My folks had a fan and they knew how to use it.
Many times Dad put the box fan in a window, lowered the sill to brace it, raised or lowerd other windows to fist width, and instantly cooled the atmosphere within those hot, sticky walls. It was magic that I didn’t totally figure out till I had my own hot, sticky rooms to cool. Then I realized there was science behind his magic. Factors considered included time of day, room being used and for what, where the shade was outside and the decision to pull air in or blow it out. He always seemed to know without much fuss.
Mom made magic, too, with a box fan. Sultry city summers didn’t keep us kids from running to the park or the neighbors to run some more in games of tag or hide and seek, or from biking through the heat waves visible over concrete sidewalks. We could get hot, sticky, stinky and cranky by mid-afternoon. After quick baths we welcomed the cool comfort of naps in our underwear on top of the spreads, curtains pulled and rippling from the fan sitting in the floor or on a chair, neverminding the rattles that didn’t completely drown out the low tunes from the radio.
These summer days in the country are just as sultry; after all, this is Missouri, and you know what they say about our sizzling temps. My activity might require nothing more than standing outside watering flowers in a barrel – no running or biking involved – and the remedy for my sweaty body and cranky mood still includes a fan.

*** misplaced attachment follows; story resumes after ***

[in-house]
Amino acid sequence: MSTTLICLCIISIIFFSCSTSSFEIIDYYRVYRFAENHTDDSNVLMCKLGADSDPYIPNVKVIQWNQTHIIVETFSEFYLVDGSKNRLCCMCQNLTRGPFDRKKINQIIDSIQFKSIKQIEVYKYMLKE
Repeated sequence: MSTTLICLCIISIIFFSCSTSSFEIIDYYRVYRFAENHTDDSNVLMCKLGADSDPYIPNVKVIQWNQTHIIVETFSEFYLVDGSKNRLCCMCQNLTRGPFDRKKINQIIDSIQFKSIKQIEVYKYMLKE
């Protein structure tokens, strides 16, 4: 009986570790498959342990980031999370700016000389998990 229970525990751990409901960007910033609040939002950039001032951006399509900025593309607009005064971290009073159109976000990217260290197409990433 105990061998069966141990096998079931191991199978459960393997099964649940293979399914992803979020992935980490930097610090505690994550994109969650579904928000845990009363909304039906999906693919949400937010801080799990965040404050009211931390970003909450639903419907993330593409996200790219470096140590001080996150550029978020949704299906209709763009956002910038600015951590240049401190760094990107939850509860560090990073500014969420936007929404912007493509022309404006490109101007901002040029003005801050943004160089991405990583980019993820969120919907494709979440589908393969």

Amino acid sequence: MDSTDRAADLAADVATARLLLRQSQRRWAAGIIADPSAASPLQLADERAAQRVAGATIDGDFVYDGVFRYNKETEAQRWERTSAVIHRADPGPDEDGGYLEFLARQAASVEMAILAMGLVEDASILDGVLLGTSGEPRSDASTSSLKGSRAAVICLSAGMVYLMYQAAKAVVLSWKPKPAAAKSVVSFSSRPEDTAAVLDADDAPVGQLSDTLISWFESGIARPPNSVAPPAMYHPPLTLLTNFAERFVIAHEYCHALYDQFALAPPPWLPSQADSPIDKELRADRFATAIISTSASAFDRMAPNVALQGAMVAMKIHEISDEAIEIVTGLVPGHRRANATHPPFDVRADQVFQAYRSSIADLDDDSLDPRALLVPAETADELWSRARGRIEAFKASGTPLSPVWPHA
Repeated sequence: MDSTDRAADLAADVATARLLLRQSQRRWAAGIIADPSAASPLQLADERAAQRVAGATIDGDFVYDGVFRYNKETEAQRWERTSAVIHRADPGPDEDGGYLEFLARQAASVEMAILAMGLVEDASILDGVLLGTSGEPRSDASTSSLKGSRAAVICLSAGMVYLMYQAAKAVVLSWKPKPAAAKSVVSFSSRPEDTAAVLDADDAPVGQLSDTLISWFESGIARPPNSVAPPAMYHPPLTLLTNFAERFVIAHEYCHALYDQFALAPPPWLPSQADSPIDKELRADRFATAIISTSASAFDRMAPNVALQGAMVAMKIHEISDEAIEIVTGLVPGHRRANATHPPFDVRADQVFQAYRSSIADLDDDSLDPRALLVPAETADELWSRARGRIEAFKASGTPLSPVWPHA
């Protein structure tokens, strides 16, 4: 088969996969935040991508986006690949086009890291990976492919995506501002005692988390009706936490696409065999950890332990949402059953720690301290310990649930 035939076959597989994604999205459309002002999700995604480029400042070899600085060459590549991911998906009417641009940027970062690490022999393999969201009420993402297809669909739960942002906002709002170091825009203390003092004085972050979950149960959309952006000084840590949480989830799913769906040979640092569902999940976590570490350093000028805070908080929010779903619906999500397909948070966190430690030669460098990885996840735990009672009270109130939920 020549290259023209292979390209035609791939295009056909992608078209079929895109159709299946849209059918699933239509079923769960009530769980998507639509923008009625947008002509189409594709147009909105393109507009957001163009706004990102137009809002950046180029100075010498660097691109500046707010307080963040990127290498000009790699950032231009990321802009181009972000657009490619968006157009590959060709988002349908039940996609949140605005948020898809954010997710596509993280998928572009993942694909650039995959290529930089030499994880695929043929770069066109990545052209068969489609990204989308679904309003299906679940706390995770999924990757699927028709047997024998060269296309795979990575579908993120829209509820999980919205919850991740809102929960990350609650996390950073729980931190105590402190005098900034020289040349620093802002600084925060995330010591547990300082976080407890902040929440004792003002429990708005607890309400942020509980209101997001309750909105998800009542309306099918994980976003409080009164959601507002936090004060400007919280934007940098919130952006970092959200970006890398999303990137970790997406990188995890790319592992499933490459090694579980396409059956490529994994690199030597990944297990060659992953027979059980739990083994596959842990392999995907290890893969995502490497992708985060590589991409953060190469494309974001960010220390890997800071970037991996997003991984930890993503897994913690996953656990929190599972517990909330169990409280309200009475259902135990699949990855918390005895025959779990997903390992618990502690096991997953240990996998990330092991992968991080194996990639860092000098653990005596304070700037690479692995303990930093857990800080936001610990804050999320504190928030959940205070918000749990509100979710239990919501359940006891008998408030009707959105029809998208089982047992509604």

A quick cool shower, donning an oversized tee and stretching out on a patchwork quilt in an air-conditioned house doesn’t quite do the trick. But, add the gentle breeze and hum from an old box fan stabilized on a braided rug, rattles from the knobs quieted, please, and low tunes from 99.1 and nap time seems luxurious.
Perfect preparation for the next summer adventure.
“It is good people who make good places.” (Anna Sewell) My folks were good people.
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